Migrants, including asylum seekers, who do manage to enter irregularly Council of Europe member states are often criminalised, locked up in prison-like conditions, and expelled as quickly as possible – even to countries where they risk persecution and torture. (Council of Europe Commissioner for Human Rights, 2022).

Differential treatment of asylum seekers has produced some stark contrasts, from African students fleeing Ukraine ‘trapped at the borders, prevented from boarding trains (by Ukrainians) or from entering neighbouring countries (by Polish border guards)’ to ‘Middle Eastern refugees on the Belarusian border [who] face the option of crossing into war-torn Ukraine or being beaten back by Polish guards’ (ODI 2022 a, b). Such border scenes arguably make visible troubling forces at work across Europe, suggesting that a ‘racialized [and arguably gendered] hierarchy’ of preference shapes government asylum policies and informs the attitudes of border officials (ODI 2022b). Hence our first research question: how far does differential treatment of asylum seekers in policy and practice reflect broader public opinion? (RQ1)

The post-Brexit UK provides an interesting ‘laboratory’ in which to address this question. As a Council of Europe member, the UK is bound by the same obligations to asylum seekers as other European governments but has used asylum policy to mark post-Brexit difference, requiring Ukrainians to apply for a visa (though under more lenient conditions than other applicants). More radically, the UK has struck a deal with Rwanda for the total offshoring of the processing and resettlement of refugees arriving by irregular routes - with the first deportations thwarted only by the late intervention of the European Court. This policy has sharply divided public opinion in the UK. A YouGov poll (2022a) shows 43% support (27% strongly) the Rwanda asylum scheme with 40% opposed (28% strongly). However, it is unclear how well understood the policy or the principles at stake are, and why people support or oppose it. While the UK is not alone in seeking to offshore asylum processing (BBC 2021), offshoring resettlement is unprecedented in Europe, hence RQ2: in what ways and on what grounds do the public support or oppose offshoring asylum policy?

Contrary to these policy trends, explicit and declarative attitudes to immigration in the UK have become more positive (as in other Western European societies) in recent years, with positive answers to ‘does immigration make the UK a worse or better place to live?’ rising above 50% in 2018, up from just over 30% in 2014 (ODI 2022b), and those believing that that UK should accept fewer refugees falling from 20% in 2019 to 10% in April 2022 (YouGov 2022b). More work is needed to tease out the factors shaping individual attitudes and the process of public opinion formation, and to investigate whether and to what extent the apparently racialized hierarchy of preference visible in policy and media discourses (Bayoumi 2022) reflects explicit attitudes or, in contrast, is based on tacit, implicit, and non-declarative ethnic attitudes and racial stereotypes. We will complement the survey by analysing news media discourse (using Media Cloud) and social media debate on Twitter and Facebook (using NodeXL) to compare with other countries (e.g. Norway, Germany, Denmark).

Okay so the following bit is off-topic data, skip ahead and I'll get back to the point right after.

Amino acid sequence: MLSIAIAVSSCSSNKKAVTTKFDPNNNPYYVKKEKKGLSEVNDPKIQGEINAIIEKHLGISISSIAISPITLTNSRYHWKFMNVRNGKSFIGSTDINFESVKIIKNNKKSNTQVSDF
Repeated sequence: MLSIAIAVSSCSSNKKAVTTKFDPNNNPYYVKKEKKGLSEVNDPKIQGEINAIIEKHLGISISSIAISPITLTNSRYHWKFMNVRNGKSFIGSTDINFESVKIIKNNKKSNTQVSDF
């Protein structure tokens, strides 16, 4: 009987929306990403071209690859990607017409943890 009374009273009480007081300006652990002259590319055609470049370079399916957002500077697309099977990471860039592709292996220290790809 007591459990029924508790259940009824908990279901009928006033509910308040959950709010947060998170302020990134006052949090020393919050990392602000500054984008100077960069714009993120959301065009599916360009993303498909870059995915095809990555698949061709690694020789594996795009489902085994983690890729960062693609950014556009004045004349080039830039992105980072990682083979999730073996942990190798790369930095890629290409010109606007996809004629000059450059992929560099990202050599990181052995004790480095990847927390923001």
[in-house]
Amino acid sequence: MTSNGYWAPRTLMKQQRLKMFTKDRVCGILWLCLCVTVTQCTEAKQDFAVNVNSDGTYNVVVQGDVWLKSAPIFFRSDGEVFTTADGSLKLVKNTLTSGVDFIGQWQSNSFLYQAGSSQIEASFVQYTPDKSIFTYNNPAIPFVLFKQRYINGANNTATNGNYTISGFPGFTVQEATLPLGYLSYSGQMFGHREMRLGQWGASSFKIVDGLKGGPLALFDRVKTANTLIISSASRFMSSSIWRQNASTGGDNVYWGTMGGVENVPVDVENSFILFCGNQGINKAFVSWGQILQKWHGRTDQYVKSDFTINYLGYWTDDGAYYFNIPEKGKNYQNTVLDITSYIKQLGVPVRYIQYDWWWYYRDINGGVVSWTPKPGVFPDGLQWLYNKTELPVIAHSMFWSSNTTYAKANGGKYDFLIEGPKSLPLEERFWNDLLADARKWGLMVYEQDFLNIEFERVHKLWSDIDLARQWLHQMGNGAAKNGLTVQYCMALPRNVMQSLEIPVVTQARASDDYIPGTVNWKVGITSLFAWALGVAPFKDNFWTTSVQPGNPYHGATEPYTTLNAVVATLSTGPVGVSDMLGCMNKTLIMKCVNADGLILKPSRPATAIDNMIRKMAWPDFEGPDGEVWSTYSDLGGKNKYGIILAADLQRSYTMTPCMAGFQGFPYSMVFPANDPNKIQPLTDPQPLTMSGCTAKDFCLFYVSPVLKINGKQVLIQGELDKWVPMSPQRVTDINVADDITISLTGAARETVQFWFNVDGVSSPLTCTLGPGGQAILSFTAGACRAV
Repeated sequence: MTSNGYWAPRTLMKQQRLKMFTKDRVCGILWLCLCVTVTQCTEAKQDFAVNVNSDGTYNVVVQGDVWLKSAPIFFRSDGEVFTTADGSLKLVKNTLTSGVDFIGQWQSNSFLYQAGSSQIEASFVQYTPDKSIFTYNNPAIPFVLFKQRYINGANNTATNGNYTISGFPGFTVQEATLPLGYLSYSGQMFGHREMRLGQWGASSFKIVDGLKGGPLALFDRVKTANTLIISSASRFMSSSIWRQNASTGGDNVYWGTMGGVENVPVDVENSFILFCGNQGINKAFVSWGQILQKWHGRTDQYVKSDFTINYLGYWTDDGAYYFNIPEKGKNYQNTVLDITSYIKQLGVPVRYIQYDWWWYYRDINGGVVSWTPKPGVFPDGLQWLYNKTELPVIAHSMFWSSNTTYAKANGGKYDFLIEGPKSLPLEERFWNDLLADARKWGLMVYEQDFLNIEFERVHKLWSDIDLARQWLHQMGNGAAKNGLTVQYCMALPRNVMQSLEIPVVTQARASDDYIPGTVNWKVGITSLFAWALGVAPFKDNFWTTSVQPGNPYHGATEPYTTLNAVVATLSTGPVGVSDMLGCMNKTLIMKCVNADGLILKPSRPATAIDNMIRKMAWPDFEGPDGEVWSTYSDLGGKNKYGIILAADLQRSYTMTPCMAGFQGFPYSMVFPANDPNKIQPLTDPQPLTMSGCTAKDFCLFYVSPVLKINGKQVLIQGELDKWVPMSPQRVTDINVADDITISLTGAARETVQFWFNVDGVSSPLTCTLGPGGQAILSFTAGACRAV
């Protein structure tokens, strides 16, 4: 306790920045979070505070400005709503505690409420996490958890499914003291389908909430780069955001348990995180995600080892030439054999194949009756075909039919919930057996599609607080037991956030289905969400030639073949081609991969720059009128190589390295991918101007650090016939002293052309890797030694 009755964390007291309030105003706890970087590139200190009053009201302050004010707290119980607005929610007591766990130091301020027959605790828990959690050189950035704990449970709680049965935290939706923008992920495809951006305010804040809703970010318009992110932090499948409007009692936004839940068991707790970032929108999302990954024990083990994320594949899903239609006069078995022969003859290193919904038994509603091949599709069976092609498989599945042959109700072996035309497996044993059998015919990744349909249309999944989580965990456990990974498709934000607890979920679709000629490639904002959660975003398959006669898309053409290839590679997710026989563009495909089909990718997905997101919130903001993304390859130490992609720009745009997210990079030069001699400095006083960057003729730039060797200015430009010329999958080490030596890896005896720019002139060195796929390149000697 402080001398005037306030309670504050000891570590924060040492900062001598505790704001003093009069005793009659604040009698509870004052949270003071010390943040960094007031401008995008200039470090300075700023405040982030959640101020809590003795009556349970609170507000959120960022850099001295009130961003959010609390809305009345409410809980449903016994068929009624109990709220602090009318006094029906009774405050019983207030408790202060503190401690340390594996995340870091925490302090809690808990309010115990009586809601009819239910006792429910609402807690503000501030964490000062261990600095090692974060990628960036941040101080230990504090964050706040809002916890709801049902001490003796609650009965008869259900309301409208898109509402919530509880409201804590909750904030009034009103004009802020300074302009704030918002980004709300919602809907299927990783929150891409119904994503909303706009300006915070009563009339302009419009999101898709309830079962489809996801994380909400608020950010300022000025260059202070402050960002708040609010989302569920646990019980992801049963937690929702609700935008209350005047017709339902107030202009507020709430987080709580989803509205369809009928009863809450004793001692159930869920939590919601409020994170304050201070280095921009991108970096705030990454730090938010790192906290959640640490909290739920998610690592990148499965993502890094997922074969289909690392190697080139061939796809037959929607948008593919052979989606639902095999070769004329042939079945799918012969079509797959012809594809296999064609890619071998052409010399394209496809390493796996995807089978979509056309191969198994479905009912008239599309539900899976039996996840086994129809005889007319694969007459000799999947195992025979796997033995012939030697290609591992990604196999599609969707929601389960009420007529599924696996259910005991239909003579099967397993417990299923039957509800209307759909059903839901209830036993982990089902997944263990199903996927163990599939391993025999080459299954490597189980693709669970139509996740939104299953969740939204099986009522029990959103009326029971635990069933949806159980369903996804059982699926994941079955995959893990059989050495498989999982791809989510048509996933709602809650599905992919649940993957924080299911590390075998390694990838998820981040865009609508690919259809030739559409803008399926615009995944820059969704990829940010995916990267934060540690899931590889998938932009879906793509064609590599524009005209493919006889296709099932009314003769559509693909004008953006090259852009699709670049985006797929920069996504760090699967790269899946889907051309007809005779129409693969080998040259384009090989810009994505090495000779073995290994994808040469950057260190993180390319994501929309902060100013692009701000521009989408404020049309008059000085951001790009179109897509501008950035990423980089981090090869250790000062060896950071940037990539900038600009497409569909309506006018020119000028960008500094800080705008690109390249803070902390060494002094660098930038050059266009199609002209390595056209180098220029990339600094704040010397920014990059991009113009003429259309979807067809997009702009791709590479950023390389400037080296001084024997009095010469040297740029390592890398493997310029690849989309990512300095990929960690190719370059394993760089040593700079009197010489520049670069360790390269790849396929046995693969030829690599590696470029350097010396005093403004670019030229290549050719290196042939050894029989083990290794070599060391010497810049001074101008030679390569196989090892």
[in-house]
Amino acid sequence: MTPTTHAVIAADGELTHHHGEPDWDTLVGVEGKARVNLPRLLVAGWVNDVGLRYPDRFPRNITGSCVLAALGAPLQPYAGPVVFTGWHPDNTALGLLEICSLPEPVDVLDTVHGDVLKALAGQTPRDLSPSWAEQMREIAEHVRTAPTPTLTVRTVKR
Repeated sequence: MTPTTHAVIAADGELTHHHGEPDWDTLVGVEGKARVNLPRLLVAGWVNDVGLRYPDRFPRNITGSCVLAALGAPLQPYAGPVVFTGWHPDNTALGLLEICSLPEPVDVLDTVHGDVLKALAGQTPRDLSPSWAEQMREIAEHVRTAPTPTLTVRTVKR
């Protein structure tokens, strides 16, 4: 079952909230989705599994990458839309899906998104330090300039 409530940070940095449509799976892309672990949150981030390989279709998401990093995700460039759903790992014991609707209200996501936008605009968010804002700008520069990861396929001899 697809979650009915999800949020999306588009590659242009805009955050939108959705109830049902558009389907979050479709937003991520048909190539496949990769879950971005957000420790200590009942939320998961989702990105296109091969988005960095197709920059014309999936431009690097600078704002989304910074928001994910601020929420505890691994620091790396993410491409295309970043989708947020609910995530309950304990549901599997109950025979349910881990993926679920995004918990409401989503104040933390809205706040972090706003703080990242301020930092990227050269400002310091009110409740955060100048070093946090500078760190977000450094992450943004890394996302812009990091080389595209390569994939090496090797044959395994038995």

The work builds on a survey last August also co-funded by småforsk, which innovated in combining psycho-social factors (Yendell) with social media use and discursive contact factors (Herbert) to explain over half the variation in support for far-right attitudes and conspiracy thinking in a representative sample from the UK and Austria. Findings were presented at the ESA last August with an article in peer review for Politics and Governance, and two further articles in preparation. The new survey will benefit from scales developed through this survey, lead to further publications and deepen collaboration within the department and internationally, strengthening networks for new research bids to national and international sources.

Recent Completed Projects

Cultural Conflict 2.0  - https://cc2.mediated.eu/

Reaching for a New Sense of Connection - https://research.kent.ac.uk/understandingunbelief/research/research-projects-2/herbert-and-bullock/#